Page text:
Responsibilities and liabilities of an executor

By Danny Dochylo | November 1, 2009 | Last updated on November 1, 2009
5 min read

Assuming control of the deceased assets is one of the executor’s primary responsibilities. In an estate for outright distribution, the goal is to preserve the value of the assets until they’re distributed in kind or liquidated and distributed as cash.

When an estate includes continuing trusts, or can’t be distributed after approximately one year of the testator’s death, an executor’s role becomes more complex. In this case, an executor is usually responsible for not only preserving the assets, but also for their appreciation or growth, as well as the ongoing generation of income for the beneficiary(s).

Occasionally, estates increase rapidly in value when the testator’s death renders something he or she produced more valuable, for example, music, literary works or visual art. On the other hand, estates can also quickly decrease in value when the deceased was an integral part of the creation of the wealth. This often happens when a business owner dies.

For various reasons, executors can find themselves responsible for managing assets with a potential to fluctuate in value and/or managing assets for an extended length of time. In these cases, the investment decisions that an executor makes – or fails to make – can significantly impact an estate’s value.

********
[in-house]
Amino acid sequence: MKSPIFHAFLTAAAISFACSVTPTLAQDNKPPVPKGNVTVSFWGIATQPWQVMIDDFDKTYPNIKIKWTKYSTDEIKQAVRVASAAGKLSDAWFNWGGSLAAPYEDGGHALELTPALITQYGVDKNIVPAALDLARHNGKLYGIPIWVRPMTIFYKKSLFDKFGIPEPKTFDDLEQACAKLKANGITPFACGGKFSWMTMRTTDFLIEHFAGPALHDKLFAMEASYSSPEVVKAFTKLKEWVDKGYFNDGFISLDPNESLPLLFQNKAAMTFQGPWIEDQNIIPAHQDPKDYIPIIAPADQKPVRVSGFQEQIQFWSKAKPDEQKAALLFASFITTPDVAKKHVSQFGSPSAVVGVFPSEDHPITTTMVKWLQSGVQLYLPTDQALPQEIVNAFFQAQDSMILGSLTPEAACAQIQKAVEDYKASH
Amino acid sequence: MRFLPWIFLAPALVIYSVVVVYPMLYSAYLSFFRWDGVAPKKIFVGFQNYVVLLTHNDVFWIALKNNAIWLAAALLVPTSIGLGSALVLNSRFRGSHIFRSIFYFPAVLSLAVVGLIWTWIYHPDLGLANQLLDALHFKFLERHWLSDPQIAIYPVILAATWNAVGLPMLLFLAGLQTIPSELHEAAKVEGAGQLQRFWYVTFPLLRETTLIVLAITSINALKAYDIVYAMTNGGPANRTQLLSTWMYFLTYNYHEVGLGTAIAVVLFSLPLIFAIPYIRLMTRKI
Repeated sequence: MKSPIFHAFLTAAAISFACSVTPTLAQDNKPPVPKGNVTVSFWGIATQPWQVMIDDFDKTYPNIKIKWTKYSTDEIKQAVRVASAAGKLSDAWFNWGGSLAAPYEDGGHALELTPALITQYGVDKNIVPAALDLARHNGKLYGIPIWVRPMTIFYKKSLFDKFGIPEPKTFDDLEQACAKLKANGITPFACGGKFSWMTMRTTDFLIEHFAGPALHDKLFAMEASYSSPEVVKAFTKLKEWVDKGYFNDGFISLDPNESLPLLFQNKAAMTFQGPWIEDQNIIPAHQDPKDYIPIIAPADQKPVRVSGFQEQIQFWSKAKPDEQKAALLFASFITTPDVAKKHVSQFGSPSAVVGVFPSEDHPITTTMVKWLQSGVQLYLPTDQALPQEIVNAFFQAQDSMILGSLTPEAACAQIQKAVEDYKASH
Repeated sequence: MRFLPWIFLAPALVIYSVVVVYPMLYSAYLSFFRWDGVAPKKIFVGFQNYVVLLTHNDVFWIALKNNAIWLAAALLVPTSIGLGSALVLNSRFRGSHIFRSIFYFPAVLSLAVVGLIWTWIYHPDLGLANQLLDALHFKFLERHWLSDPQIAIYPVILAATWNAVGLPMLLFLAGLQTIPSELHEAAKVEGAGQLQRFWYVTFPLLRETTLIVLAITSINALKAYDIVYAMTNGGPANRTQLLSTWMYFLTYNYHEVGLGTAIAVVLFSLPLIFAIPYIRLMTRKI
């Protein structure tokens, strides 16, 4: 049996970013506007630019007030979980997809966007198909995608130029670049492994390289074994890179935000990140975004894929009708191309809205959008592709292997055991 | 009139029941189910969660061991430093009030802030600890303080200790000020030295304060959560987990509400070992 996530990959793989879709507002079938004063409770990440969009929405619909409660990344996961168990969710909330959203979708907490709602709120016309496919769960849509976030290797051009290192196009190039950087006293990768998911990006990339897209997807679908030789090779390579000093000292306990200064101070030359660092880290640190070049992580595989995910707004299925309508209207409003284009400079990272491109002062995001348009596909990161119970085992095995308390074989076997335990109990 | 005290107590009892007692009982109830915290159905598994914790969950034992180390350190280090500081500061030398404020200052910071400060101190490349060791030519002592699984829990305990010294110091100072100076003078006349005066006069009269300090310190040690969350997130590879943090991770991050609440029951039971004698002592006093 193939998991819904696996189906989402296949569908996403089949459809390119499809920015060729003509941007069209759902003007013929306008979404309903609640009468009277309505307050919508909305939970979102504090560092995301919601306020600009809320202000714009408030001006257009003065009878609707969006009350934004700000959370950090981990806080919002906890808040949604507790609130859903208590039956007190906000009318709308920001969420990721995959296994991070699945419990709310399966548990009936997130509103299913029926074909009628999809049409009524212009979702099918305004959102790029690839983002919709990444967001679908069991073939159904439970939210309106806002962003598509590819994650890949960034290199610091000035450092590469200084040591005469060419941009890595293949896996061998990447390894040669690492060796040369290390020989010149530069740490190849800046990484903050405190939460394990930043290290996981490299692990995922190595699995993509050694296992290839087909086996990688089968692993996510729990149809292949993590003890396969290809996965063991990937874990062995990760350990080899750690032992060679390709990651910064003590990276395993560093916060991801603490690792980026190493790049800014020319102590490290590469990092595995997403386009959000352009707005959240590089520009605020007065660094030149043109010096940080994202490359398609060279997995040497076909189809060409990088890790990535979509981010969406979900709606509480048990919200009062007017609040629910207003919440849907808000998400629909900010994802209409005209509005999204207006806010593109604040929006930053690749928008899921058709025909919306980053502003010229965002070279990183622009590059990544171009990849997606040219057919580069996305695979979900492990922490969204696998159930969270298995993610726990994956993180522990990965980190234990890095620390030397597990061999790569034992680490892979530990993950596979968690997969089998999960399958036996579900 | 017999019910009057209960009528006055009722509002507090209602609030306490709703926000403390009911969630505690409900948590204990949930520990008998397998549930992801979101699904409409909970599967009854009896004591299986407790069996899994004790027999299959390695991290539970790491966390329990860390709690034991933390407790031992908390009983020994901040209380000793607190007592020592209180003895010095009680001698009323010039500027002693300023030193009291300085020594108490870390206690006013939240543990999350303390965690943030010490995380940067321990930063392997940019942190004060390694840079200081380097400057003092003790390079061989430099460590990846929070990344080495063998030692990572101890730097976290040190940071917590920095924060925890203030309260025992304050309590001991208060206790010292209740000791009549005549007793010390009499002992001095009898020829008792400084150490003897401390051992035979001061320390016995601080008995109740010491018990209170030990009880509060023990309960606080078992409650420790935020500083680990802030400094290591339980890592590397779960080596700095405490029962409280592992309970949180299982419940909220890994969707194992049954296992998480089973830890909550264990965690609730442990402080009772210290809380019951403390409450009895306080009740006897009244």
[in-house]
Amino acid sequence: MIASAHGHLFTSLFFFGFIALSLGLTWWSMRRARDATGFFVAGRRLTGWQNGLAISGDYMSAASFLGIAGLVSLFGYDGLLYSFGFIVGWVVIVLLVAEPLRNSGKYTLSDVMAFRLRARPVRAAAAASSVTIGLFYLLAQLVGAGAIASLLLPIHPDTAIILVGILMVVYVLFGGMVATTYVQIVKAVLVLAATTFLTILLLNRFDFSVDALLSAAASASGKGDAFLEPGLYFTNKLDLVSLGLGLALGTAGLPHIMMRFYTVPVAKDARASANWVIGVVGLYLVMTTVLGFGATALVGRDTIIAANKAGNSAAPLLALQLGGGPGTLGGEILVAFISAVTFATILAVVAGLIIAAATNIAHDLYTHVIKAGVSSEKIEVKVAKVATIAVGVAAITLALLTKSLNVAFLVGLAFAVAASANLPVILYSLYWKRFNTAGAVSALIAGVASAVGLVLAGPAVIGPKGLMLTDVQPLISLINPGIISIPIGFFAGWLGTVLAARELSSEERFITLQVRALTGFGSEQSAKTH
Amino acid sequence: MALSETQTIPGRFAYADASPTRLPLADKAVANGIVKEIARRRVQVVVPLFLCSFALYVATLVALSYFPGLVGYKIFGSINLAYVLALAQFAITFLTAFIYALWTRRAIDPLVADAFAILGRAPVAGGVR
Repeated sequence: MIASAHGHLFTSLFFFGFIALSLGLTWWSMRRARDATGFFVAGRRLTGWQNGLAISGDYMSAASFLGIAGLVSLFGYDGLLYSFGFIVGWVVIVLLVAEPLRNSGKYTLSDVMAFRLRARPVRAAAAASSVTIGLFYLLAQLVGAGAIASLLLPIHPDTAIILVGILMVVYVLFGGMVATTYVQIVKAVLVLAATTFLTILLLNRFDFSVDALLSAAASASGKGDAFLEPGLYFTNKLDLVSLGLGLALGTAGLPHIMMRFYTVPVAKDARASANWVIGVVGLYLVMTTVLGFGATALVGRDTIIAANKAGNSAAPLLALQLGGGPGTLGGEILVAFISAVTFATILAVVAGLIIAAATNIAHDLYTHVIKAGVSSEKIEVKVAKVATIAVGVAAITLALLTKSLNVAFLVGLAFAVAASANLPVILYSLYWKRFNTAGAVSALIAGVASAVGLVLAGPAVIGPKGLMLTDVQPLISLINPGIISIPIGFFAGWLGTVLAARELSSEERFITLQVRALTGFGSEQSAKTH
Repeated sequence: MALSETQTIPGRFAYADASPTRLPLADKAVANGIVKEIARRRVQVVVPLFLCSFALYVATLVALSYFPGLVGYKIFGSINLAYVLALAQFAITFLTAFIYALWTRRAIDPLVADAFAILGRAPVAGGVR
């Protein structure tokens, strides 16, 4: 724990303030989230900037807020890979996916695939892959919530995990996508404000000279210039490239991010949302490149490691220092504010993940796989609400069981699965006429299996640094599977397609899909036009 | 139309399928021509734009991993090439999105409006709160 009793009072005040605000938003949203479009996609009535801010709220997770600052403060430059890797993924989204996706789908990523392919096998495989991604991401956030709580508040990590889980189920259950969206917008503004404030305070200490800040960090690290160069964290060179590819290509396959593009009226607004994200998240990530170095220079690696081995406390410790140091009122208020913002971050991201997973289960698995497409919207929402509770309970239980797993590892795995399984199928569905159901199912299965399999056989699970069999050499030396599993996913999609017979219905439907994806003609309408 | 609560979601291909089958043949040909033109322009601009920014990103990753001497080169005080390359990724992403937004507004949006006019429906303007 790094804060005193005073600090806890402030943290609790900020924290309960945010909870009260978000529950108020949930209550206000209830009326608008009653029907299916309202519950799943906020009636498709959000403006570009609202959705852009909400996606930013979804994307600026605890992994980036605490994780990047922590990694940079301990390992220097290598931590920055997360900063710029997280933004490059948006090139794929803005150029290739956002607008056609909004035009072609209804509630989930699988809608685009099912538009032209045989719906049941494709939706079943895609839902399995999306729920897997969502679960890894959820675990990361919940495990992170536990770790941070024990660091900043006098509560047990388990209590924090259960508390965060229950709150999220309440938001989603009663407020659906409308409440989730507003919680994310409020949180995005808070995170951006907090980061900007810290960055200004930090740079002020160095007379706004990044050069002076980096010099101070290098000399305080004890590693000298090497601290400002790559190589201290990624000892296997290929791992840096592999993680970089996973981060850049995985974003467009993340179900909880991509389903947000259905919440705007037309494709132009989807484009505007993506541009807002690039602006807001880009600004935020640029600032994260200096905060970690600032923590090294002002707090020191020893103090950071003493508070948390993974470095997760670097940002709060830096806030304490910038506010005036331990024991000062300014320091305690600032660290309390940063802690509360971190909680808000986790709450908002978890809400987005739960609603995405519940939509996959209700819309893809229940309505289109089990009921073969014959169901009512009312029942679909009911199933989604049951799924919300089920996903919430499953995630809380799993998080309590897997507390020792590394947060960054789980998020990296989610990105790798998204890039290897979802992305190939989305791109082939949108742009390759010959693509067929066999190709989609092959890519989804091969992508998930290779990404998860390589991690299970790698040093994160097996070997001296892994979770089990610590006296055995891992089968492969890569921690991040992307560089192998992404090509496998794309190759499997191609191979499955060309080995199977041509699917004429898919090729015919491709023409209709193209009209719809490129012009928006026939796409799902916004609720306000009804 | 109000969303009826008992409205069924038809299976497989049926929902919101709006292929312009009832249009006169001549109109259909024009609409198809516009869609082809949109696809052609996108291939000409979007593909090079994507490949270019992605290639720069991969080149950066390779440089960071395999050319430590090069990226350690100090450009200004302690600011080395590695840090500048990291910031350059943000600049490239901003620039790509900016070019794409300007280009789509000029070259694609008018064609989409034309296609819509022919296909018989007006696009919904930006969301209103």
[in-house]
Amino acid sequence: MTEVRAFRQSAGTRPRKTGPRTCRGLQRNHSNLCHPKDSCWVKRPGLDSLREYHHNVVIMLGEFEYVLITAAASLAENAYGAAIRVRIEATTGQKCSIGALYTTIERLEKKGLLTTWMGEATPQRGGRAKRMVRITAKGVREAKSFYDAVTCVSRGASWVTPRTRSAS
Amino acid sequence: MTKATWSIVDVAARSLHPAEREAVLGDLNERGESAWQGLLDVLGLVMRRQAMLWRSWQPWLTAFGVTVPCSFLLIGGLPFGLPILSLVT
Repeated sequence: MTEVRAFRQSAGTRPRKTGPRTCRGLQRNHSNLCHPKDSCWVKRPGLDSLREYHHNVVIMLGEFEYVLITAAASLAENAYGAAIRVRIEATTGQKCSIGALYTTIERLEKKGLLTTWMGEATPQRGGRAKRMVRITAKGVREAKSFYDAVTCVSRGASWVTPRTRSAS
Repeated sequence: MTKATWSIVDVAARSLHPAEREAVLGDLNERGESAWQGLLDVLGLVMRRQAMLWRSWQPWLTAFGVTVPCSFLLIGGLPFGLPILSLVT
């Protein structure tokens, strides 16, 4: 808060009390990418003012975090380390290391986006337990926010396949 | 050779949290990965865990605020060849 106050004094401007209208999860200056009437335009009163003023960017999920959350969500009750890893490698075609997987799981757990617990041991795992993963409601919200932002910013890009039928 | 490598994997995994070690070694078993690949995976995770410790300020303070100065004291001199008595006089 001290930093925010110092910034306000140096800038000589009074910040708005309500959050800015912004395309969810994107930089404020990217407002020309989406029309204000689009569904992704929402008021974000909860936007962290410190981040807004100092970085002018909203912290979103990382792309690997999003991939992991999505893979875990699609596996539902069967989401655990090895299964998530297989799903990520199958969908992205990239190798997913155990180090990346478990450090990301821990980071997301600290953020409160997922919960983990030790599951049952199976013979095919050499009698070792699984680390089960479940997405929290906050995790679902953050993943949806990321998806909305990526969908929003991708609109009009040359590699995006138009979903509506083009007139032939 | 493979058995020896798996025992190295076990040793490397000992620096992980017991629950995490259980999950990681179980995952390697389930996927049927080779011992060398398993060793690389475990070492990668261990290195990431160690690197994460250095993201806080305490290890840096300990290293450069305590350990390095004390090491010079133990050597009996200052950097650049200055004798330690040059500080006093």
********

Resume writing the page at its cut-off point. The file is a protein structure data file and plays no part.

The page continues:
Some factors, however, are beyond an executor’s control. These include the general state and organization of the deceased assets at death, the impact the testator’s death may have on the value of the assets and the overall market. It is the executor’s responsibility to manage the assets in light of these or other events.

While executors are legally accountable to the estate’s beneficiaries and can be held responsible for any losses an estate suffers, it’s common to hire financial advisors for investment advice as well as accountants and lawyers to advise on more complicated issues.

Legal backdrop

Most jurisdictions have some form of prudent investor rule, whether prescribed by statute, case law or both. Generally, the law requires a trustee to demonstrate the same diligence that a person of ordinary prudence and intelligence would exercise in managing his or her affairs. A trustee, however, is not allowed the same discretion in investing estate monies as a person has with his or her own money. Rather, the care that must be taken is akin to where investments are being made for persons to whom there is a moral obligation to provide. This is the standard against which an executor’s investment decisions are measured.

Having an investment plan or strategy is not mandated in all jurisdictions. However, following the prescribed criteria represents good practice. Further, an executor who adopts a comprehensive approach should be able to more easily make investment decisions and then explain them to the beneficiaries. A comprehensive strategy will also assist in deciding when adjustments may be needed

Beneficiary’s role

In addition to asking an executor/trustee to formulate an investment plan or strategy, there are a number of things a beneficiary can do to monitor and protect his or her interests, including asking for copies of periodic investment account statements or informal estate accounts, or accounts in passing form. The beneficiary can also request or require that the executor/trustee bring an application to pass those accounts before the court on notice to all those with an interest in the estate.